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Robert Schneider introduced 10 ways to optimize >SQL Server from the programming viewpoint in, "10 Easy Tips for Better SQL Server Performance," October 1996. This month, we look at SQL Server performance from the system-tuning side. How many of the 100,000 or more SQL installations out there are truly optimized, and how many are just running out-of-the-box configurations?

Memory
Robert Schneider touched on memory issues, and now here are some guidelines. Plan on about 50KB per SQL user assigned to the operating system and another 40KB to 50KB per SQL Server user (100KB total), with a baseline of about 16MB if you are running NT Server 3.51 or 24MB for NT Server 4.0. SMP systems require more memory allocated to the OS.

Avoid paging activity (disk swapping for virtual memory), because more than a few swapped pages per second have an enormous effect on overall system performance. To prevent paging, balance the memory allocated to SQL Server with that left over for Windows NT until paging activity is minimized (use Perfmon to watch memory counters).

Disk Configuration
Choosing an appropriate layout (RAID level, number of drives, number of controllers, etc.) can be confusing, but doing so is a huge factor in improving server performance. Keep your data and logging devices on separate physical drives. You don't want to mix sequential logging I/O with random data activity, because the drive heads will always be thrashing around. Use RAID according to your fault tolerance needs, performance requirements, and available money. (For more information on RAID levels, see my sidebar, "RAID Performance and NT," November 1996).

Stripe sets are better performers than volume sets, and six seems to be the effective maximum number of drives for improving I/O performance. Spread server activity out as much as possible, with separate physical drives (or sets, but not partitions on the same drive) for TempDB data, logs, main databases, NT's pagefile (which you don't want to access anyway), and executables such as the OS, and SQL binaries. If your system has lots of memory, the pagefile and executables can reside on the same drive.

SQL Parameters
To find the options in Table A, you right-click on the registered server you want to tune, select Configure..., and go to the Configuration tab. You can tune many other SQL Server parameters (just go to the SQL Enterprise Manager and bring up the configuration dialog for the server). The parameters listed in Table A are the major ones that can significantly improve your overall system performance. You will probably need to further tweak and tune the settings until you find the best combination for your environment. Use Perfmon to watch system and SQL counters during normal server operations, and analyze your system usage to guide your tuning decisions.

TABLE A: SQL Parameters
Parameter Description Settings
Memory Maximum size, in 2KB units, of system memory available to SQL Server. Your value depends on transaction mix and user count; a system with 256MB of RAM could assign as much as 180MB to SQL Server.
User Connections Maximum number of simultaneous connections to SQL Server. Uses 37KB of memory per user. Don't assign more than 10 to 15 more connections than you will use--remember that SQL Server uses about 40KB per user.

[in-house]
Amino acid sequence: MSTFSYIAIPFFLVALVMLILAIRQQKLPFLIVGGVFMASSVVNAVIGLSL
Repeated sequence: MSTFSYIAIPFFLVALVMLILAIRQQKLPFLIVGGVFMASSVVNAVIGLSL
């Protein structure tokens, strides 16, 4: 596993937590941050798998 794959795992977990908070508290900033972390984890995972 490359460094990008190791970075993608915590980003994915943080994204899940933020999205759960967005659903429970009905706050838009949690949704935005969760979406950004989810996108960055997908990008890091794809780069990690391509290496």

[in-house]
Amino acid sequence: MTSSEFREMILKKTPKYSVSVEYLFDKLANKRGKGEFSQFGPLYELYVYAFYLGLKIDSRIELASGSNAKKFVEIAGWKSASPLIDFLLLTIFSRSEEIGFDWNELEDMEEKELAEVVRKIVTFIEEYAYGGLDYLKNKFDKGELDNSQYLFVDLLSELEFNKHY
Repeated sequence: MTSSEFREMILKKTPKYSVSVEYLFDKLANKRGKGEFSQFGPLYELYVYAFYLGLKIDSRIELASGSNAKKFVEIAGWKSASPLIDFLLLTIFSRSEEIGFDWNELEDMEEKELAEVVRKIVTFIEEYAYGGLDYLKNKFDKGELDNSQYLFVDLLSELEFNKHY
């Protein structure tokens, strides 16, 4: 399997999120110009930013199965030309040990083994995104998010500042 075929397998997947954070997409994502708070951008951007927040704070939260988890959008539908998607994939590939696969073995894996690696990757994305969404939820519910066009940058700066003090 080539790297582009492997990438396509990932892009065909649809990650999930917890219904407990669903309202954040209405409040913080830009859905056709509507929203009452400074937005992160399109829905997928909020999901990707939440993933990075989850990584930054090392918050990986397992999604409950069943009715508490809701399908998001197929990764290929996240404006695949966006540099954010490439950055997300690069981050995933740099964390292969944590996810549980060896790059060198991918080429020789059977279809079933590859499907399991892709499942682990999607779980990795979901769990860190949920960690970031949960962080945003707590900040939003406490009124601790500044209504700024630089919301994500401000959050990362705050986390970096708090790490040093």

Max Worker Threads The number of worker threads that are available for SQL Server processes. Default is 255. You can bump up this number to at least 512 on a heavily loaded SMP system.
SMP Concurrency Controls the number of threads SQL Server will release to NT for execution. Default is 0, meaning that SQL holds back and does not use all available CPU resources. Leave it at 0 for a uniprocessor system, but set to -1 on an SMP system that is running only SQL Server. SQL Server will use all available power.
Hash Buckets Number of buckets for hashing pages to buffers in memory. The default is about 8000, but you can generally double this value.
Max Async IO The number of outstanding asynchronous I/Os that can be issued. Default can be as low as 8, but if you have several data drives (in a stripe set) or an accelerated hardware RAID controller, you can bump this up to at least 100.
Max Lazywrite IO Tunes the priority of batched asynchronous I/Os that can be issued--comparable to Max Async IO, but specified to the lazywriter. Just as with Max Async IO, this value can be about 100.
Free Buffers Determines the threshold of free buffers available to the system. This parameter relates to how much memory your system has. In the configuration I used, with 384MB of system RAM and 180MB assigned to SQL, you can easily give this parameter a value of 10,000.
Procedure Cache Percentage of memory allocated to the procedure cache after SQL Server memory needs are met. This parameter is more difficult to tune. Engage the Perfmon counters for SQL Server, procedure cache, etc., and watch how much free space is left while your users are running. Tune it down gradually until you find an efficient point (procedure cache does chew up SQL memory), but 5 percent or 10 percent is good on a low- to medium-load server.
TempDB in RAM Size of the TempDB database in RAM. The value 0 causes TempDB to reside on a disk device; the default is master. This value is related to available memory and dollars. If your system has enough RAM, you can dump all of TempDB into RAM to significantly reduce disk I/O activity and speed up frequently used SQL transactions (TempDB is basically a big cache). You will have to size it accordingly.